As rubber prices slump, hard-up farmers in Thailand -- the world's top producer of the commodity -- are appealing for a bailout, testing the junta's resolve to end populist policies and an entrenched subsidy culture.
The global price for a one kilogram sheet of natural rubber has retreated to 43 Thai baht ($A1.53) after a three-year slide.
That decline, from highs of up to 120 baht in 2011, has chiselled away the income of Thailand's estimated six million rubber farmers.
Many of them reside in the nation's south, a region home to the ultra-royalists who backed a May army coup that toppled the elected government.
Now, as their profits shrivel, they want payback from an army they helped propel to power.
With dawn creeping over his plantation in Pa Ko subdistrict of Phang Nga province, Jade Charongan said tapping his 500 trees for the once-lucrative sap yields around $US130 ($A140.65) a month.
Three years ago he earned five times that amount, as surging demand from China saw rubber reach highs of $US3.6 a kilo.
"Now the rubber price is very, very low and life is tough," Jade said adding that rising living costs mean "farmers in almost every house have problems".
The uncertainty heaps further misery on the daily 4am torch-lit trudge to bleed the trees for the milky white sap, he added.
The Thai Rubber Farmers' Association says the kingdom produces around four million tonnes per year with an average annual export value of around $US8 billion -- although that sum has been sheared by falling global prices.
Farmer Somjai Chomkhwan, 51, was among thousands of southerners who travelled to Bangkok to join mass rallies that paralysed Yingluck Shinawatra's government, paving the way for the May 22 coup.
"When the junta came into power, we expected the rubber price would probably be increased," he told AFP.
"But it has been months and the rubber price has kept dropping."
Farmers' groups are calling on the military government to guarantee the price at 80 baht a kilo.
They also want the suspension of a plan to release 210,000 tonnes of stockpiled -- but fast-degrading -- rubber to the market, fearing it will further depress prices.
Their disquiet threatens a fallout with the junta.
"If the government does not adjust the price, we will go to meet the prime minister," Sawad Ladpala, president of the Thai Rubber Farmers' Association, told AFP.
"We have been calling for help for a long time but there has been no clear stance or direction (from the government) yet," he added.
The protests which presaged the coup targeted Yingluck and the political ascendancy of her brother Thaksin -- a billionaire former premier who is reviled in the Thai south but adored in the rice-growing north.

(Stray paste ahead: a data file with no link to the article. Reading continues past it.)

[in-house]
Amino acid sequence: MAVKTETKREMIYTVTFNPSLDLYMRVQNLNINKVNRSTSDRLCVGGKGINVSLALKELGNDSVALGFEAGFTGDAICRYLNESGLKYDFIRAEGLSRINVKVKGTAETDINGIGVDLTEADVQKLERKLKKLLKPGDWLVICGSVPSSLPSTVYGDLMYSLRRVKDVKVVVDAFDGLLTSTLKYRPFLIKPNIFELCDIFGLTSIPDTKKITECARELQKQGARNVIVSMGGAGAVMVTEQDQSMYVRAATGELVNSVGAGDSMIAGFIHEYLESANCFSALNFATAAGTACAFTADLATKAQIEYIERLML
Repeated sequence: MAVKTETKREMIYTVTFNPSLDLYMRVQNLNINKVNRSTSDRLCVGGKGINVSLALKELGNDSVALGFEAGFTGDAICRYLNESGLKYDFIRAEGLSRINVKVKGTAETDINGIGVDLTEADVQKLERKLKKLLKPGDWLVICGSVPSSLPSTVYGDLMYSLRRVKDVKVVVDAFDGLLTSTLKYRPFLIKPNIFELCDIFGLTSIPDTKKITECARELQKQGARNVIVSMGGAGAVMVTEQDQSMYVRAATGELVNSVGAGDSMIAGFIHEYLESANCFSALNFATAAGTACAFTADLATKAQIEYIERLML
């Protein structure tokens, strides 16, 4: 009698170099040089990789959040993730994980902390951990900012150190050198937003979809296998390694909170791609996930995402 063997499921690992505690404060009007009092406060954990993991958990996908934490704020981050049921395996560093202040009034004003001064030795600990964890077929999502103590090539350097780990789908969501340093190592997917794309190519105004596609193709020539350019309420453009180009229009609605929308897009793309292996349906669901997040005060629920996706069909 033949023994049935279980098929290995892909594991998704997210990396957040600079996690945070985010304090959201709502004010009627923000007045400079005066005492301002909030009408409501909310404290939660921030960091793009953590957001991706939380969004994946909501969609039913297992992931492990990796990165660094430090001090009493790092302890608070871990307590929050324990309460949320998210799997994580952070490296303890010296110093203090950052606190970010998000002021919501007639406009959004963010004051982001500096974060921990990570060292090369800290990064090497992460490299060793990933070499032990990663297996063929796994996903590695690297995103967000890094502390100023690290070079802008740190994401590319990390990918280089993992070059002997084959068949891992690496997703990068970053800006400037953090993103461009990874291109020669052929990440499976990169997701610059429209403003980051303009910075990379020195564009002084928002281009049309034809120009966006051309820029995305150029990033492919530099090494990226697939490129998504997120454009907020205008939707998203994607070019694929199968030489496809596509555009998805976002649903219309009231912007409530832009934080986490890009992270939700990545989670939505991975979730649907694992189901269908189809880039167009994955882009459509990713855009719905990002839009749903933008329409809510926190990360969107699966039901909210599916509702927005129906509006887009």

The demonstrators accused the Shinawatra clan of lavishing state subsidies on its rice farming electoral base at the expense of the rest of the country.
Yingluck swept to power in 2011 on a wave of support from the north and northeast on a pledge to pay up to 50 per cent of the market price for rice -- a policy she said was necessary to help the rural poor.
State largesse under her tenure also extended to rubber farmers.
Following violent protests in the south last northern summer, she doled out $US80 ($A86.56) per 0.16 hectares to help ease dropping prices.
From rice to rubber and sugar cane to fruit, successive Thai governments have seen the political wisdom in buttressing the agricultural economy with cash handouts.
The ruling junta initially vowed to extinguish Thailand's subsidy culture, but even they have swiftly opened the tap amid complaints from rice and rubber farmers.
Prayut Chan-O-Cha, the tough-talking army chief turned prime minister, has released $US1 billion for rubber farmers to help ease the pain of falling prices.
He says he wants to spur domestic demand for rubber and value-added products, while also urging farmers to diversify or change their crop to palm oil.
But as yet he has failed to respond to the call for an 80 baht price guarantee.
In a weekly television address recently, Prayut implored rubber farmers to "please be patient" with his administration.
Rumblings from senior officials since suggest a climbdown could be imminent.
Yet, the subsidy question remains awkward for a leader who has vowed tough action to restore Thailand's economic fortunes after its once fizzing economy went flat during the political crisis.
"The government will probably put in some money," according to Viroj NaRanong of the Thailand Development Research Institute.
"But as with the rice farmers, some of them will say 'It's better than nothing' while others will say 'It is not enough'."